Random 404 responses from airtable api

For the last couple of weeks, I’ve been getting new 404 errors on API calls that used to work perfectly every time.

The API calls run every 5 minutes or so, and 90% of the time it works great, but now 10% of the time I’m getting back an error that says the table cannot be found. This is crazy as the table remains and in just a few seconds/minutes when the next webhook runs it will find the table and run correctly.

These 404s are causing significant problems, especially when I’m testing for a record and I get back a 404 my script thinks the record does not exist… but that’s not true. In my oponion this should be more of a 500 level server error.

Here’s the calls I’m making and the errors I’m receiving:

(yes these are from Zapier, and yes I had to spoof the user-agent to make it work)

I’m calling https://api.airtable.com/v0/appU29NNGxB8qigRN/Main%20Table
I get a 404, “We made a request to api.airtable.com and received (404) Not Found.” Specifically saying:
“Could not find table Main Table in application appU29NNGxB8qigRN”

I reached out to airtable support and their response was: “It looks like the GET request looks identical so we can’t see any reason why one returns a 200 and one returns the 404. I would recommend posting in the Airtable Community Forum specifically in the API section.”

So here I am posting here, hoping that someone can point me in the right direction since airtable support cannot seem to?

Hi Paul - welcome to the forum!

I have seen this, although, I can’t say specifically with Airtable. So here’s my hunch with two bets whose causes may be related …

#1 404 errors are notoriously ambiguous because API designers tend to use them as a default result when nothing else seems appropriate. My hunch is this is not really a 404 - it’s some other issue huddling under the umbrella of a 404 response.

#2 Intermittent API errors (of any type) can be triggered when the deployment of updates to web services fail to entirely complete. Imagine an API instance that hasn’t completely terminated and restarted following a significant update. Now you have new calls using new features occasionally hitting an old (residual) instance of the service.

Forensics into the response headers could provide more clarity regarding #1. But let’s be clear - imagine Airtable does respond with 404’s for errors that are not really discrete. Imagine your Zap is expecting data in a specific field and there is none (10% of the time). Is Zapier creating the ambiguity, or is it Airtable? Using Zapier is akin to wrapping an API in another API. What could go wrong? :wink:

#2 suggests Airtable has an issue.

If the cause were #2, one would ask - is this pervasive across the universe of all API apps? I don’t think the community is seeing this (at this time), but we can’t be certain because many API integrations do not require the precision that your solution needs and most are likely written to fail and recover gracefully.

Typically, I will develop a solution with the anticipation that various 400-class responses will occur from time-to-time and I instrument them to perform three automatic retries. I make this extra effort because the Interweb is an inconsistent cesspool of inter-disconnectedness.

My money is on #1 - either the 404 is not really a 404, or Zapier is somehow misinterpreting the true error, or Zapier is giving you an ambiguous response on its own.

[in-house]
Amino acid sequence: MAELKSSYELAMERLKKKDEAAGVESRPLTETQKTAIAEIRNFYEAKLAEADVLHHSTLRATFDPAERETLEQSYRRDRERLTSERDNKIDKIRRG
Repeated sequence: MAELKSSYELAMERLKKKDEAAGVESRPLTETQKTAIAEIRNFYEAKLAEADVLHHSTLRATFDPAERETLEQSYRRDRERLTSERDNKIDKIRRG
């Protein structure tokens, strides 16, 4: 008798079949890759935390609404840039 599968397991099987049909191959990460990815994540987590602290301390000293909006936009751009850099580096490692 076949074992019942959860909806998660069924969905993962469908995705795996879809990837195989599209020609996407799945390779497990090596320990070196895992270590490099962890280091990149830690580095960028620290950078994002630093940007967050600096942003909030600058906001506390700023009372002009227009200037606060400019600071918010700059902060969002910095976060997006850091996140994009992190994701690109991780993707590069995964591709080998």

Developer on Airtable’s API team here.

For what it’s worth, we basically only return 404s in two cases:

  1. the resource you’re fetching is missing. For example, if we can’t find the table, or the base, or the record, or whatever.
  2. the URL you’re hitting is totally bogus. For example, a request to api.airtable.com/v0/garbage will return a 404.

It’s strange that you’re seeing this error intermittently, and nothing immediately comes to mind about why this would be failing. Any additional information you can provide is helpful. Things like:

  1. are there any other collaborators who might be changing the name of the table and then changing it back? Probably not, based on what you described, but want to double-check.
  2. does it happen on a pattern? For example, does it happen every 5 times, or every 10 minutes, or something like that?
  3. is your base over any limits?
  4. are you able to reproduce this by making similar requests yourself, perhaps using Postman or curl?

I’d love to get to the bottom of this, because it sounds spooky.

Thank you for your response Evan, I was a little disappointed in Bill’s response, so hopefully with your help we can get to the bottom of this!

Additional information:

  1. There are other collaborators, but they are not changing the names of the tables. To be clear the error is always about the table being not found I’m looking for records (which are there) inside the table and it’s saying the table is not found.
  2. I’ll look into the pattern idea, it’s difficult because the webhook runs very frequently and only 10% of the time (that’s a gut feeling) does it fail … more below.
  3. It is getting close to Attachment space limits but it still has 6 GB. Are there other places I should look for limits to the base: https://www.dropbox.com/s/0l2w61cy1y8852v/Screenshot%202019-10-03%2011.07.10.png?dl=0 Like is there an API calls/requests limit?
  4. I haven’t ever seen this error in postman. But I can try to trigger it.

I suspect it’s a frequency or a rate limit issue… meaning I’m making a ton of (possibly concurrent) calls to airtable via the API… this is why I would expect a different error code, something indicating rate limits exceeded etc. but getting a 404 table not found is VERY odd to me!

Here’s a brief log of the instances that ran via Zapier, those marked “scheduled” hit the 404 and are rescheduled to try again (this may sound ideal but it’s not, the 404 shouldn’t exist in the first place)

41

13
the above screenshot indicates that the pattern is not predictable imo

48

I’ve run this api call from postman 20-30 times just now and have not seen an error.

Paul,

If you read the error message from Zapier, they disclose a degree of ambiguity concerning 404’s. While the error message starts with a Table Missing indication, you must read further. Even they say that this is not a table missing error, but likely a field missing error.